The next day at Great Zimbabwe was fantastic. I managed to spend most of the day at Great Zimbabwe, justifying staying there for two whole nights instead of just one. I woke up kinda early and had a delicious breakfast at the hotel and got ready to head down to Great Zimbabwe. Luckily the guys at the gate remembered me and let me into the monument without paying again which was really nice of them. The first thing I went to go check out was the Great Enclosure. That thing is pretty huge. I barely know what to say about it. It is really hard to capture the size of the thing in pictures but I tried. It is a lot more massive than it even seemed from afar yesterday. I used the timer on my camera a lot today to put myself in pictures and to try to capture the scale of the place but lemme tell ya it is big. After the Great Enclosure I wandered over to the Eastern Ruins and checked out the Shona village briefly. You can stay the night there for the authentic African experience. Gee I wonder what it is like to sleep in a mud hut?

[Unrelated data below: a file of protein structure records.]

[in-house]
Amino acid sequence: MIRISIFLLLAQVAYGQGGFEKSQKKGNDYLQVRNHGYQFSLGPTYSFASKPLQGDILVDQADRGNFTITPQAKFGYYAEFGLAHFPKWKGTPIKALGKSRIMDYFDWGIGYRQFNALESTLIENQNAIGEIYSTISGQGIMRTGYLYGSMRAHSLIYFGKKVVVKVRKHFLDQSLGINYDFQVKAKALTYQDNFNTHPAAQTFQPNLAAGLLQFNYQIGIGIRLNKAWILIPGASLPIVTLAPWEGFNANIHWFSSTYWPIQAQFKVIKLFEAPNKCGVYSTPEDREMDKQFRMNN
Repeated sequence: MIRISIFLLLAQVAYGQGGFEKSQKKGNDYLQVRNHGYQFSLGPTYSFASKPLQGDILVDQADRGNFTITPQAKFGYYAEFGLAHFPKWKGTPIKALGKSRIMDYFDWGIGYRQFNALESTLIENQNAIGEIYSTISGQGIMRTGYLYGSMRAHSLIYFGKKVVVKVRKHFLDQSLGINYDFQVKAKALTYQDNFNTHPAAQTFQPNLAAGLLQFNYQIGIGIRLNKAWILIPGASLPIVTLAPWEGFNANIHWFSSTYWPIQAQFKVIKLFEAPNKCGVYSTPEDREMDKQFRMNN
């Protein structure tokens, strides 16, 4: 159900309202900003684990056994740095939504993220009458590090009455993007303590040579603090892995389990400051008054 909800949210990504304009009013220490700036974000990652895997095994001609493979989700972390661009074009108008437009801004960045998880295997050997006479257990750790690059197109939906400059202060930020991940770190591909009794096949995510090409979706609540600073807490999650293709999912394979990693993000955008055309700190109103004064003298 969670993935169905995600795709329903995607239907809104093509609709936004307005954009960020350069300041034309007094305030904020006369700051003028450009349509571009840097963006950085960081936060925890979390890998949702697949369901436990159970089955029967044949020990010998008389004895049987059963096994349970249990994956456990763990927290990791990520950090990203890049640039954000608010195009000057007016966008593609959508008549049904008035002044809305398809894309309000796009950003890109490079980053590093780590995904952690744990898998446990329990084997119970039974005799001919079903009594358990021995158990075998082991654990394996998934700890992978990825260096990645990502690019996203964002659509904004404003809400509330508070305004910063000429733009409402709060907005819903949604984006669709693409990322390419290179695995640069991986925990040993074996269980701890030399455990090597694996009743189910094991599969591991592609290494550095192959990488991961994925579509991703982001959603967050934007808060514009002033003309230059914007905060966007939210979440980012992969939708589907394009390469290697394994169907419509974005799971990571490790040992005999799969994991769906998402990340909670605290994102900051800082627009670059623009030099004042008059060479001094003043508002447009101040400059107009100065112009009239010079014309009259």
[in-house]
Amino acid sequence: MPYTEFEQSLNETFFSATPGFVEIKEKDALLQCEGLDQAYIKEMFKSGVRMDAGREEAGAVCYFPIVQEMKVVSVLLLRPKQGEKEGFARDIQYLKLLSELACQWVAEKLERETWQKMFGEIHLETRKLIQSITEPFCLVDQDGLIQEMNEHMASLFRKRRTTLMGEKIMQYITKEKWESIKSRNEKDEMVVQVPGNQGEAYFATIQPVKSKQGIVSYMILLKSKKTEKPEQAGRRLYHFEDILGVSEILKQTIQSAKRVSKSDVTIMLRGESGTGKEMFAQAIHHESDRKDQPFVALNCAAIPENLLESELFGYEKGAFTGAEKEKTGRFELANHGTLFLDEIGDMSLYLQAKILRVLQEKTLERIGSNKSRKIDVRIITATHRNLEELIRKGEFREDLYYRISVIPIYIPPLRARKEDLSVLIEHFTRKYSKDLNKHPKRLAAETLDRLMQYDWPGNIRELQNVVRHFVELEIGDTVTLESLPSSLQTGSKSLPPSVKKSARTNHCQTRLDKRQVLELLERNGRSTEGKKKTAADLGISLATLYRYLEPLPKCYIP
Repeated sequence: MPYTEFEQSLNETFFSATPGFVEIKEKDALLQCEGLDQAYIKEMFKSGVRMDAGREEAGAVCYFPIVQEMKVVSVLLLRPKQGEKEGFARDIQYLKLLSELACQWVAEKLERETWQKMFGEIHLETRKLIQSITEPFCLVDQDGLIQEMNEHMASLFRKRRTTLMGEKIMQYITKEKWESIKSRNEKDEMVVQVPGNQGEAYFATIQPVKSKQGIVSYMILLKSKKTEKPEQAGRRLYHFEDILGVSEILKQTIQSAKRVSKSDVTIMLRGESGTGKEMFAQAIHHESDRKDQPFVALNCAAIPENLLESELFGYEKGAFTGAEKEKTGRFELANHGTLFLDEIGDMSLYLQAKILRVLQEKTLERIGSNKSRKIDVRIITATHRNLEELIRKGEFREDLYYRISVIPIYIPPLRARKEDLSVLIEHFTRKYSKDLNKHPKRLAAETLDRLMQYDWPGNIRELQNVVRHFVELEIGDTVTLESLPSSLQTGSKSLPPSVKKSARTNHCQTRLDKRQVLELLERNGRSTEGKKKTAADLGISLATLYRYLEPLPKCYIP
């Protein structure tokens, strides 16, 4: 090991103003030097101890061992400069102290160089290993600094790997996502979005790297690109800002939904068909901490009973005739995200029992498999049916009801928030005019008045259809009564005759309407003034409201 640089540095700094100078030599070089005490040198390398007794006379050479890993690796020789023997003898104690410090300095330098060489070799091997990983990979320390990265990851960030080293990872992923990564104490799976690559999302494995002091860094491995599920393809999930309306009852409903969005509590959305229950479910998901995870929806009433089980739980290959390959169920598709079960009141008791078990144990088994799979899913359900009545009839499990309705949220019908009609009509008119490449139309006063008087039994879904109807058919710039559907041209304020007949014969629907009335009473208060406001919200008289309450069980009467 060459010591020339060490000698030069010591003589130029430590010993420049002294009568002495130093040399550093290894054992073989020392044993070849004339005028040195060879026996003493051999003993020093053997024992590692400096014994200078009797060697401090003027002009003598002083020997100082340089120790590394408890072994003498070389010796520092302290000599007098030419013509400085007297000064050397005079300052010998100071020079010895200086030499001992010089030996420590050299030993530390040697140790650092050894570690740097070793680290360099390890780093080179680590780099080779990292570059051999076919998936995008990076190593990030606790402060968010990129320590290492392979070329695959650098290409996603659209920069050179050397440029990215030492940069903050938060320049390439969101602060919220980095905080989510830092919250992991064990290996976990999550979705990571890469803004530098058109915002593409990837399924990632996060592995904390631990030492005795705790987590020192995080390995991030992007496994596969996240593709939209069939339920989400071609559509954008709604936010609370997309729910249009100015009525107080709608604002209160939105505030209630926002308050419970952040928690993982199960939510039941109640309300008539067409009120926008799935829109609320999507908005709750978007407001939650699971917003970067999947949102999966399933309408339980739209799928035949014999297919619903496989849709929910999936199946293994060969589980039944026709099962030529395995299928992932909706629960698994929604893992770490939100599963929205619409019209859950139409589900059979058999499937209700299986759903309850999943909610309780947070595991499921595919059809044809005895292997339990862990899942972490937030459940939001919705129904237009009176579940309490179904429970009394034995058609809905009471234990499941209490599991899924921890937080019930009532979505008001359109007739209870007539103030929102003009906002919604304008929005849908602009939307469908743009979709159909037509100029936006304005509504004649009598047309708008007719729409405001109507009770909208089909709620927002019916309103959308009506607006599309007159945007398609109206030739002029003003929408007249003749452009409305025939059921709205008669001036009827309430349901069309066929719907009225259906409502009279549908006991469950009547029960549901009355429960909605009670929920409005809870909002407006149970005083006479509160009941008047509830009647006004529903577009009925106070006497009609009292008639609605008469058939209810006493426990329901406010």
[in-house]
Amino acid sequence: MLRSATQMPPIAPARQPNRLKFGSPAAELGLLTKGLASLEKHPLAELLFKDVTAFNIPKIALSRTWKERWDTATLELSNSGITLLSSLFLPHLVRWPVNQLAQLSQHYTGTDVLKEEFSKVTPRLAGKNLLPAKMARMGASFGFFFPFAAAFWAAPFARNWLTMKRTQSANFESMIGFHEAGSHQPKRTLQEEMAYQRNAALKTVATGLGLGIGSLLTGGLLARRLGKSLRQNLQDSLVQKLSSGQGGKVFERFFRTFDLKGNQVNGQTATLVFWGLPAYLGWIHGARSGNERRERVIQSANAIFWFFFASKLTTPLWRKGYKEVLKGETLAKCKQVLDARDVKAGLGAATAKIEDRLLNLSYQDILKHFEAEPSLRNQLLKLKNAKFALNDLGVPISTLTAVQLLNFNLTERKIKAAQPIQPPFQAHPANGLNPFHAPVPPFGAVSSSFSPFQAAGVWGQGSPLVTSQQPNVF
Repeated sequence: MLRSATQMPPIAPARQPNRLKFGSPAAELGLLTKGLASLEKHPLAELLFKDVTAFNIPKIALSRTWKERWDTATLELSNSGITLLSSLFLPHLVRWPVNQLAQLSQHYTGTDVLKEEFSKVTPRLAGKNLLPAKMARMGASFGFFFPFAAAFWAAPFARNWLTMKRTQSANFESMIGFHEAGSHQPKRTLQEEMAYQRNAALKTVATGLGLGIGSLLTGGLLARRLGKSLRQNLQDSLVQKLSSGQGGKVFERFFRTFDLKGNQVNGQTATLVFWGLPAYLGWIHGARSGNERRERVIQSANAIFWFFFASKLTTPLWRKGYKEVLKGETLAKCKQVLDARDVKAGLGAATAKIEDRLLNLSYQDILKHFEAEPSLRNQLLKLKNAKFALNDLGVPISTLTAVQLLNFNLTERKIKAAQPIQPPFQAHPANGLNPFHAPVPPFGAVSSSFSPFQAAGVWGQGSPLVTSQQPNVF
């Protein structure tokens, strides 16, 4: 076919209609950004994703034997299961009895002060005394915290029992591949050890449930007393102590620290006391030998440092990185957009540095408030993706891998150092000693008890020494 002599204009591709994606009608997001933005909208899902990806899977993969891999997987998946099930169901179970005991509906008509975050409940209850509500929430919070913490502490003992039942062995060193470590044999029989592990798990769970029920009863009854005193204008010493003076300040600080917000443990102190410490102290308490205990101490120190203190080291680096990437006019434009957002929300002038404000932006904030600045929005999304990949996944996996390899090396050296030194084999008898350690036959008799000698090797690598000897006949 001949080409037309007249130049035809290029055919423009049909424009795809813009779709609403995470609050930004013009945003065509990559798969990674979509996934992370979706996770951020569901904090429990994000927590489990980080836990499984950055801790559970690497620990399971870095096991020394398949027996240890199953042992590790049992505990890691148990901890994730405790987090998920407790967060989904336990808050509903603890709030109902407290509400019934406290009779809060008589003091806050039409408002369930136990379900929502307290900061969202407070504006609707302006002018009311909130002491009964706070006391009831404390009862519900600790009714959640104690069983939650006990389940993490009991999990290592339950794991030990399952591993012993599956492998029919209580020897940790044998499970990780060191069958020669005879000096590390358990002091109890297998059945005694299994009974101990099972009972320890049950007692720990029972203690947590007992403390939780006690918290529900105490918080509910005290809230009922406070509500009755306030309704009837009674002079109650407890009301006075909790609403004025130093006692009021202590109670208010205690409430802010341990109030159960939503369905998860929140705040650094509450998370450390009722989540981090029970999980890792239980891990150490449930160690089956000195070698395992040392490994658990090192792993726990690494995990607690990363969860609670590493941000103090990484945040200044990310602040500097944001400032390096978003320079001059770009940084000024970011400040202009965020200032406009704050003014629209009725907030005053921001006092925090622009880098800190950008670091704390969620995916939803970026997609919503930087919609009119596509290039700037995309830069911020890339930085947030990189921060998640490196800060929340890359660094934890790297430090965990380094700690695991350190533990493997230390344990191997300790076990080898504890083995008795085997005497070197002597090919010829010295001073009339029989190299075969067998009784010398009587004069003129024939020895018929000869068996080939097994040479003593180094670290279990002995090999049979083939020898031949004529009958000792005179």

My next stop was back to the Hilltop Complex. I wanted to take another look at it since the previous evening I actually had a chance to read the guide book and had a better sense of what things were. The unfortunate part of the hilltop complex today is that I was there at the same time as a big tour group of what sounded like Australians, so I was dodging those people. Though that got me thinking. It was nice to have the whole monument to myself, or to feel like I had it to myself, but then on the other hand it is hard to get the sense of what the place would be like as a city. I mean somewhere between 2500 and 10,000 people lived there (depending on what sign you read) and that is hard to grasp with just a few stone walls. The whole place would have been littered with mud huts. I have some sense of what it would be like because I have been in densely populated mud hut towns but still to see it in situ would really be something else. I was thinking what would it take to get like, 10,000 people on the site all at the same time just to calibrate the right sense of scale. That would be amazing.